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2 thoughts on “And Capitalism Begat Communism

  1. I have got to say Roger, today I was in an English class, and the teacher (whom is a colleague of yours) had the class individually brainstorm some ideas around the topic of independant living, and what it might mean to each of us. Well, all started out fine and dandy as I started to jot down some ideas of independant living that applied to me, and myself only. Then I just couldn’t do it. I couldn’t help myself and as I continued to write on, the only thing that came out was an opinon free of petty obstructive thought. I couldn’t control the critical “thunk” and It occured to me that independant living is quite literally a capitalist ideology used to maintian social control over the majority of “independant people” and that by grooming this idea of independance as freedom, self-choice, and individuality, we give up our social solidarity from which Independant living was originally bred from. I would suggest that the term “independant living” might seem radical to contrast to the idea of “individual sustainable living”, but in order to really indendantly live we would have to completely give up all social connections that assist each of our lives. If this is the case than it seems almost impossible to actually live independantly.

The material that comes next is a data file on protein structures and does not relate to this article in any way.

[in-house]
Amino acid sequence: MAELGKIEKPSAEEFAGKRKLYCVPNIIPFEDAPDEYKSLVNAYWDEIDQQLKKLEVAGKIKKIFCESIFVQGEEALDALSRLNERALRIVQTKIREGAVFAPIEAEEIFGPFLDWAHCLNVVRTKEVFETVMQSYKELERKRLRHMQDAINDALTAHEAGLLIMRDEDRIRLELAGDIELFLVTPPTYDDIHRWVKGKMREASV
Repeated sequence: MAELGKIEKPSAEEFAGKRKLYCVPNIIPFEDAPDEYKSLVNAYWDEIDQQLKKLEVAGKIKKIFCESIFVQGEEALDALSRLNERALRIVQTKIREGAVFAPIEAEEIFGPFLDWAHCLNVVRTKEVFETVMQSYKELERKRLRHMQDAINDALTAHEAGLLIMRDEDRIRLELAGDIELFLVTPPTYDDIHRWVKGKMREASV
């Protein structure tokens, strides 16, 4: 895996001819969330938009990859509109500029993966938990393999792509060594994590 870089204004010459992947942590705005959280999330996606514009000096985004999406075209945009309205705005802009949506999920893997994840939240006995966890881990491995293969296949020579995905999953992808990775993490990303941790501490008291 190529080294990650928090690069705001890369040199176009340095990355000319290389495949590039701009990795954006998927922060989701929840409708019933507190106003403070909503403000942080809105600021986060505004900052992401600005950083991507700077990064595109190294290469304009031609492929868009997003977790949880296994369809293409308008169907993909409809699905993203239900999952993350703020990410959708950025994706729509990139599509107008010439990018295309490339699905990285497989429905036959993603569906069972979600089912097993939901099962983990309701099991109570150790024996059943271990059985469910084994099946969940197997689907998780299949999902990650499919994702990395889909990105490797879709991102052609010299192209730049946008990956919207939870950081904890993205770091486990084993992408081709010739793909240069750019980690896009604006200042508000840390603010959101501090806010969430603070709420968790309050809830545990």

What this idea of independant living seems to be doing, is that by the state of power installing a hollow message of what it means to be an independant living person, It provides individuals with a sense of singular individual power and control over their own lives. This kind of individual power allows people to be able to “remove” themselves from social dependance – but only as far as the thought. Independant living today seems like a truely impossible feat to accomplish. What say you?

    brian t

  2. If I read Elias correctly, Brian, it’s not that ‘I’ as an individual is ‘connected’ to others in networks. For him the concept of ‘I’ is better understood as ‘We.’ Durkheim comments too with his concept of organic solidarity. For him we are heavily dependent on others, often others we don’t know personally but who have important impacts on our lives. No. We are collective in every way we can think of except in some limited biological senses. Independent living is, as you correctly conclude impossible even if you live as a hermit, but the concept fits perfectly into the capitalist ideology that the individual is the unit of analysis and action.
    Nice work, Brian.